Tuesday, 9 May 2023
Matters of Public Importance
What a pathetic motion this is from the LNP. They were in government for nine years, and what happened? Inequality increased, house prices spiralled out of control, the national energy network basically collapsed, and wage stagnation and insecure work became entrenched. And here they are with a motion that boils down to barracking for more cuts to government services and higher interest rates.
The unfortunate thing about this motion is that it seems to be precisely the approach that the Labor Party has taken to tonight's budget. Instead of helping renters or people in poverty, the Labor Party is choosing to give more than $254 billion in stage 3 tax cuts to billionaires and the already wealthy. The budget's big winners are very wealthy men. That quarter of a trillion dollars could be used to lift people out of poverty. Labor could solve the housing crisis, not just gamble on the stock market. They could wipe student debt. They have the power to help people, and they are choosing not to. In this cost-of-living crisis they have prioritised a wafer-thin surplus, they've prioritised the already wealthy, they've prioritised fossil fuel subsidies, they've prioritised nuclear submarines, and they're prioritising handouts to property investors. Yet every day in the real world people are skipping meals, they're being forced to choose between paying electricity bills and keeping a roof over their heads, they're choosing between heating and eating, between medicine and rent. That's what's actually happening out there—and I thought a fundamental job of government was to make sure that people had their basic needs met and that they could live life with dignity.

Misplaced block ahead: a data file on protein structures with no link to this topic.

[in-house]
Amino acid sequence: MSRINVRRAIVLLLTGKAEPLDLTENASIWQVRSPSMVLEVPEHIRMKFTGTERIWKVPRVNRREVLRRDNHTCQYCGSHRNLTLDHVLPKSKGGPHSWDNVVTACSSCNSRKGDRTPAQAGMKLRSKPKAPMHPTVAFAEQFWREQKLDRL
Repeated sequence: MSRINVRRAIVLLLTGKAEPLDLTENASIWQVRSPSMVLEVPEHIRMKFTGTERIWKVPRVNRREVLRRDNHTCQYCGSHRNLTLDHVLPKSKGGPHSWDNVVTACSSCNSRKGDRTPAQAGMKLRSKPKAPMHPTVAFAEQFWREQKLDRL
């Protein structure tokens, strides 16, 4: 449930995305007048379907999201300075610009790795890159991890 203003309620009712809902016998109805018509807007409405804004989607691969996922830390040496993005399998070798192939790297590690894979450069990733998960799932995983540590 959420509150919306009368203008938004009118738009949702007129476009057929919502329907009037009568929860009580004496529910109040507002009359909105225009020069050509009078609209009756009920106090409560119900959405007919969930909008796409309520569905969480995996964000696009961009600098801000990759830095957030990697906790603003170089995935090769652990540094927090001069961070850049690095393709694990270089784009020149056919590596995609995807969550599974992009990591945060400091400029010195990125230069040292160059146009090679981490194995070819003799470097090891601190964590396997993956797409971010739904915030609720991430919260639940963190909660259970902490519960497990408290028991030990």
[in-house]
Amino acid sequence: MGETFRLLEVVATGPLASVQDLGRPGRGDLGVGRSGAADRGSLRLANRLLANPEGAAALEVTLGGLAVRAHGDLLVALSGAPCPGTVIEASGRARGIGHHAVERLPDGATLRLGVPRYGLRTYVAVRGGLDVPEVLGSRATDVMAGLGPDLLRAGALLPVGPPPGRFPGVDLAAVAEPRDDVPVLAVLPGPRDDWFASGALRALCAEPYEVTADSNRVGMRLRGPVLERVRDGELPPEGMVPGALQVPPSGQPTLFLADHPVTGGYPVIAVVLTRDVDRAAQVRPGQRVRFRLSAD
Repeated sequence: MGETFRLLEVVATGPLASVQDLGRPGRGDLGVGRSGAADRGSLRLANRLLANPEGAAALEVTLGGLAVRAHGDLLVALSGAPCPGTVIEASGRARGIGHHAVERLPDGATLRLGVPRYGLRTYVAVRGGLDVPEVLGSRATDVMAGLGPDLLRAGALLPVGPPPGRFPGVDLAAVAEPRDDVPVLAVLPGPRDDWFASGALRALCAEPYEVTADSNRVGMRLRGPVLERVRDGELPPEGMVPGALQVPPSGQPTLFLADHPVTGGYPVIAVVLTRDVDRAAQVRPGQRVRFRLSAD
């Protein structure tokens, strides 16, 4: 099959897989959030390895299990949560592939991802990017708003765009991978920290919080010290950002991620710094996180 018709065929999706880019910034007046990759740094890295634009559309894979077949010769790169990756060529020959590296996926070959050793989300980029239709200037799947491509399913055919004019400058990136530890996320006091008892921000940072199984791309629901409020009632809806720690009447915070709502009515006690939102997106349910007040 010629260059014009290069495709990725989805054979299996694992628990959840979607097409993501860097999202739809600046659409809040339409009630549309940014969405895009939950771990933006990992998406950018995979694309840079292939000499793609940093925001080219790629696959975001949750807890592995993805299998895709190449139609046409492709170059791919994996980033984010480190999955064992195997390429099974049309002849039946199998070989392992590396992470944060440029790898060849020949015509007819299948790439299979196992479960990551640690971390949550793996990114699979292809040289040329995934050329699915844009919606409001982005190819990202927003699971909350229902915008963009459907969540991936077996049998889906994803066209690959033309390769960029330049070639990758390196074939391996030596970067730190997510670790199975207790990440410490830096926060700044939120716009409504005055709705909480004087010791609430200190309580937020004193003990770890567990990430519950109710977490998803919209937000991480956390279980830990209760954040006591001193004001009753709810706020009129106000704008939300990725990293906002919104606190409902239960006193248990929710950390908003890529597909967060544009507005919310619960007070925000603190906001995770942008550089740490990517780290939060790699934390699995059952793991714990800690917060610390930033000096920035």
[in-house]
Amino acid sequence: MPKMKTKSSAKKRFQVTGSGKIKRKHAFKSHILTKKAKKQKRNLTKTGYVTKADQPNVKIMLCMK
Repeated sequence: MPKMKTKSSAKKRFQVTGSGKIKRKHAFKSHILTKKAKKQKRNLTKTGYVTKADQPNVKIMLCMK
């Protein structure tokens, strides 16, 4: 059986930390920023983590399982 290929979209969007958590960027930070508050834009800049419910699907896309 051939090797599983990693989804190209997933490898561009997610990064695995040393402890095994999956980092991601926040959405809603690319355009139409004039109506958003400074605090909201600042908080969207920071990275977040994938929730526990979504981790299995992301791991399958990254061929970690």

This is a budget that delivers for property investors and the already superwealthy. Under Labor the problems that ordinary people are facing will get worse. It's more than disappointing; it's a betrayal. I thought we had an election and changed the government. It seems we didn't get to change the policies. Labor is spruiking its supposed $14.8 billion cost-of-living package, but this budget spends far more than that on tax breaks for wealthy property investors who own multiple properties than it does on any of the cost-of-living promises.
We've heard a lot about 'nobody left behind' by this government, but there must be an awful lot of nobodies out there, because this budget leaves plenty of Australians behind. It leaves low-income people behind. It will leave students behind. It will leave renters behind. It will leave disabled people behind. It will look after the top end of town, though—those quarter of a trillion dollars in stage 3 tax cuts baked into the budget. Budgets are about choices, and this government tonight is choosing to back the winners, and it's leaving the rest of Australia behind. For shame.